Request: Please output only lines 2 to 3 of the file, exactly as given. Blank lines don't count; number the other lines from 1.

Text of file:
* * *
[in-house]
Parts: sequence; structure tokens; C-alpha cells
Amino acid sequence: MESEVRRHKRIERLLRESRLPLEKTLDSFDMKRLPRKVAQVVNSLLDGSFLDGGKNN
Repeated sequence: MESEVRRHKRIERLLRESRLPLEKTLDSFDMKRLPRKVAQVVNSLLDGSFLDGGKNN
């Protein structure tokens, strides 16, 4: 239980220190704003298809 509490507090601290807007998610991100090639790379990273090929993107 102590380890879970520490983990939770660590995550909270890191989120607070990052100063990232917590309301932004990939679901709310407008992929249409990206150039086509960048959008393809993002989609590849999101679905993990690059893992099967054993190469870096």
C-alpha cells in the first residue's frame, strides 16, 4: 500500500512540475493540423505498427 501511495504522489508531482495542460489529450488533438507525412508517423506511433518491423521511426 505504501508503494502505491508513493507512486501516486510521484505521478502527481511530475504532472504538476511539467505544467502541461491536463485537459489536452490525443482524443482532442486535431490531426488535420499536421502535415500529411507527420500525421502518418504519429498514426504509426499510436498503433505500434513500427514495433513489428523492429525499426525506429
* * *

Parts: sequence; structure tokens; C-alpha cells
Amino acid sequence: MESEVRRHKRIERLLRESRLPLEKTLDSFDMKRLPRKVAQVVNSLLDGSFLDGGKNN